Kampala, Uganda | AFP | The head of Uganda’s football association Moses Magogo said Tuesday he was under investigation by FIFA over his alleged involvement in the illegal sale of 2014 World Cup tickets.
According to a letter sent from FIFA to Magogo that was seen by AFP, the football chief is accused of selling the complementary tickets allocated to Uganda.
“We got the communication from FIFA on the allegations raised and my legal team is handling the matter,” Magogo told AFP, confirming he was under investigation.
The probe comes after Ugandan lawmaker Allan Ssweanyana — who also co-owns a local football club — petitioned FIFA in May, accusing Magogo of selling all 177 tickets allocated to Uganda to an agent in the United States.
FIFA allocates tickets to all national associations to ensure that all fans worldwide can be able to access them at affordable prices.
Magogo, who has been in office for five years, is set to have his term extended after the football governing body Federation of Uganda Football Associations (FUFA) on Tuesday disqualified his lone challenger, ex-international Mujib Kasule, for his post in the August 5 elections.
Magogo has recently been elected to several Confederation of African Football committees after playing a key role mobilising regional support for the elecion of FIFA president Infantino last year, and also for the new CAF president Ahmad Ahmad early this year.
Prior to the CAF elections, Infantino visited several African countries including Uganda.
No investigation’ opened into Infantino over CAF, says FIFA
Lausanne, Switzerland | AFP | Football’s world governing body FIFA assured Tuesday that “no investigation” had been opened into president Gianni Infantino after sources said his role in the Confederation of African Football’s presidential elections was being looked into.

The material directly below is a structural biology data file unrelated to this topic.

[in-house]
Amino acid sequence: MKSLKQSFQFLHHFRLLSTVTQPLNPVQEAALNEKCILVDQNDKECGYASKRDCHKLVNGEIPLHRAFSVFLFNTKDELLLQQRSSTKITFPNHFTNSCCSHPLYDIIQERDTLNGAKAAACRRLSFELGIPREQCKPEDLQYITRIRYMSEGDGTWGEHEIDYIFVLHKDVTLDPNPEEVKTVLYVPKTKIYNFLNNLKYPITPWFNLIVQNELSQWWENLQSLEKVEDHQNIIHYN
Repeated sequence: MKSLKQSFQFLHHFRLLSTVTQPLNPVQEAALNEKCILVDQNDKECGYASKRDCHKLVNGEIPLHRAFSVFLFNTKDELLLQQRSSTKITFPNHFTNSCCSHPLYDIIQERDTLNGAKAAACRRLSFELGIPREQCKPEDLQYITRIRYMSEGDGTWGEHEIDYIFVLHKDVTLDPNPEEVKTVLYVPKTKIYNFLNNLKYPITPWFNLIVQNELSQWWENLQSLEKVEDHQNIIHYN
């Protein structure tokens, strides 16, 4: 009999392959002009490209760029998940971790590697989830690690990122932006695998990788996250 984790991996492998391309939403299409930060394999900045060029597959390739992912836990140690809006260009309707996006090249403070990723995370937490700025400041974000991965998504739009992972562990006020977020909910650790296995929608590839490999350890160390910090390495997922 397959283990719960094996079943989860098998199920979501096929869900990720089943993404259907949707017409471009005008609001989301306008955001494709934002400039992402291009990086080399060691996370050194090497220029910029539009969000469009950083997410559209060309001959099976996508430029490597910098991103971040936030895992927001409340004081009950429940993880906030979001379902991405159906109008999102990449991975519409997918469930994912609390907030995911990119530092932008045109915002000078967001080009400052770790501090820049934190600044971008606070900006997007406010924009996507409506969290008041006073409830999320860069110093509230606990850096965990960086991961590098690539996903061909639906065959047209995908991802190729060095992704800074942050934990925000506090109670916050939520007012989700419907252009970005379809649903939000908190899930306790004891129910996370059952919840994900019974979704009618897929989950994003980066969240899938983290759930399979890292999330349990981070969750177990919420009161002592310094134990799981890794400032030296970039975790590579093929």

Maria Claudia Rojas, the new president of the investigatory chamber of FIFA’s ethics committee, “has confirmed that all files have been handed over to her and that there are no open preliminary or investigation proceedings involving the FIFA President”, the organisation said in a statement.
“It is in FIFA’s interest that the work of the ethics committee is not disrupted by conjecture of any kind,” the statement added.
“Therefore, FIFA will refrain from commenting any further on baseless speculation and will instead concentrate on providing concrete information.”
Sources told AFP on Monday that Swiss prosecutor Cornel Borbely, who was chairman of the ethics committee’s investigatory chamber before being removed last month, had opened an investigation into suggestions Infantino might have sought to influence the election of Madagascar’s Ahmad Ahmad as president of CAF in March.
The investigation stemmed from evidence provided by African representatives, a source close to FIFA said.
Several African witnesses had been set to travel to FIFA headquarters in the Swiss city of Zurich but at least one of them had their summons cancelled after Borbely was removed from his post, the same source said.
British newspaper The Guardian reported on Sunday that Infantino was being investigated for claims he had promised, along with FIFA general secretary Fatma Samoura, to accelerate payments of development money to national football associations if the presidents voted for Ahmad.
FIFA announced their decision to remove Borbely and Germany’s Hans-Joachim Eckert from their posts in the ethics team during the organisation’s congress in Bahrain last month.
Borbely said the decision was “a setback in the fight against corruption” as there were “several hundred cases” of corruption pending.
— The Independent (@UGIndependent) May 9, 2017